Pictured: A branch of InvestBank InvestBank

A 10GB file has been published online that purports to hold sensitive financial data compromised from a bank in the United Arab Emirates (UAE). Based on initial analysis of the leaked dataset, the Zip file contains sensitive financial information on tens of thousands of customers with a Sharjah-based InvestBank.

The released data includes folders called 'Account Master', 'Customer Master' and 'Branch Master' and mainly consists of spreadsheets, PDF files and images allegedly plundered from an internal database. One document, titled 'Cards' contains nearly 20,000 card numbers, while another holds over 3,000 individual bank statements - all watermarked with InvestBank logos.

Other notable files include 'Investors', 'land documents' and 'passports'. In the latter folder, the files stored include scans of ID cards, passports, insurance cards and a number of corresponding customer pictures. At least one contains the full passport data of an InvestBank employee.

IBTimes UK is currently in the process of verifying the contents of the dataset.

According to BankInfoSecurity, which is also analysing the contents of the data dump, the actual amount of credit card data leaked - both Visa and Mastercard - is closer to 100,000 records. While related expiry dates are shown in clear text, passwords and pin numbers appear to be encrypted, it reports.

The release comes roughly a week after 1.4GB-worth of sensitive financial information was leaked online that contained data compromised from the Qatar National Bank (QNB), released in full by a whistleblowing website called Cryptome on 25 April.

However, with this latest breach, there is evidence the data has surfaced before. Last December, a similar dataset alleging to contain records from a Sharjah-based InvestBank was uploaded to the internet after the bank refused to meet extortion demands of a hacker using the name 'Buba'. This previous release also included financial records and transaction logs and, according to The Daily Dot, over 40,000 customers were left exposed. Furthermore, a significant amount of the data included in the release appears to be from 2015 or prior. Both of these facts indicate the breach may not be new and could simply be a re-publish by a separate hacking group.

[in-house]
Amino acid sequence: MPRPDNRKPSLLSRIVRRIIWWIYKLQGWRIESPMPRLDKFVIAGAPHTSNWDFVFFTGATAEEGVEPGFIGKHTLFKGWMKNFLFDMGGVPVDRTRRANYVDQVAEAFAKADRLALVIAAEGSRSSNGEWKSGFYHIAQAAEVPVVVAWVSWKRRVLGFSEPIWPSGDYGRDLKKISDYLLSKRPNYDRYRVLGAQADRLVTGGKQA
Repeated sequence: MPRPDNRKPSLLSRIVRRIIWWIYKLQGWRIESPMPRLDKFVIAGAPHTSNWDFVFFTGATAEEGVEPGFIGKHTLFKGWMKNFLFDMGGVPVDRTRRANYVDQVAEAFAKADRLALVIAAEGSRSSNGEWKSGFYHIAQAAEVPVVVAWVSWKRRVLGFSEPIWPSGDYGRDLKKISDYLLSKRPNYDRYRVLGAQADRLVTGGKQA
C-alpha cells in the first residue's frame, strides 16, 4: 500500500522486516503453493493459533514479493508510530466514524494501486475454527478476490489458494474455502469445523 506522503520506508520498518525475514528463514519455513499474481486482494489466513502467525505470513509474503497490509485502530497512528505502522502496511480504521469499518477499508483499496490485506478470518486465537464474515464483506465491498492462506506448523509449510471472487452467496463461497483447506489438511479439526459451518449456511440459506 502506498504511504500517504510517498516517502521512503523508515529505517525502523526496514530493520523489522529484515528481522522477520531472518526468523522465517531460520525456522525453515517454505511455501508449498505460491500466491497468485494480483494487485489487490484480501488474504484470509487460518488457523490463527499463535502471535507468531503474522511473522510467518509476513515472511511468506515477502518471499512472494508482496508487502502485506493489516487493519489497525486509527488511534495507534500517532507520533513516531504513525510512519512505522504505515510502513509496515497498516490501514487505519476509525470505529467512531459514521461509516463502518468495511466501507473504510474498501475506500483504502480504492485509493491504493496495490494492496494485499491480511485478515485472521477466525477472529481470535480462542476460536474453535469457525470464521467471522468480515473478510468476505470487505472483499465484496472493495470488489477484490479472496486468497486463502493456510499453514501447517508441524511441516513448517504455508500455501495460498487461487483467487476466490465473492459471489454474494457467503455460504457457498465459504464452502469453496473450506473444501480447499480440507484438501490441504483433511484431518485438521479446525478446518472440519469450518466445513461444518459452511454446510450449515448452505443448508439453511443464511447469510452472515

The latest release was uploaded online by a group using the pseudonym 'Bozkurt Hackers' - who many security experts suspected was also responsible for the QNB attack. Indeed, one member of the hacking group previously told IBTimes UK: "We are the ones who hacked the Qatar National Bank - and more." However, no solid proof was ever provided.

However, not everyone is convinced the so-called Bozkurt Hackers are a legitimate group of cybercriminals. Mark Arena, chief executive officer of cybersecurity firm Intel 471, told IBTimes UK: "There have been a number of previous occasions where prior leaked compromised data has been re-released by another group in order to achieve online fame and we believe this is the case with the Bozkurt Hackers group and these two incidents."

Arena added: "Bozkurt Hackers have made a number of claims including having breached the Qatar National Bank (QNB) and now the Sharjah-based InvestBank. Both these organisations have had compromised data leaked online well before Bozkurt Hackers has claimed credit. We believe the Qatar National Bank was compromised by a Russian speaking actor and not at all linked with the apparently Turkey-based Bozkurt Hackers."

InvestBank has confirmed to IBTimes UK the dataset holds information previously disclosed. A spokesperson said: "InvestBank would like to clarify that no new data breach has occurred at the bank. This is the same data that was stolen by the hackers last year and released again for unknown reasons/motives."

A Twitter account using the name Bozkurt Hackers posted a link to the InvestBank dataset on 6 May. The post said "Full DB and files from InvestBank UAE" and was accompanied by a direct link to the Zip file.

Note: This article was updated on 9 May with a statement from InvestBank UAE.

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Screenshot from data dump Screenshot/IBTimes UK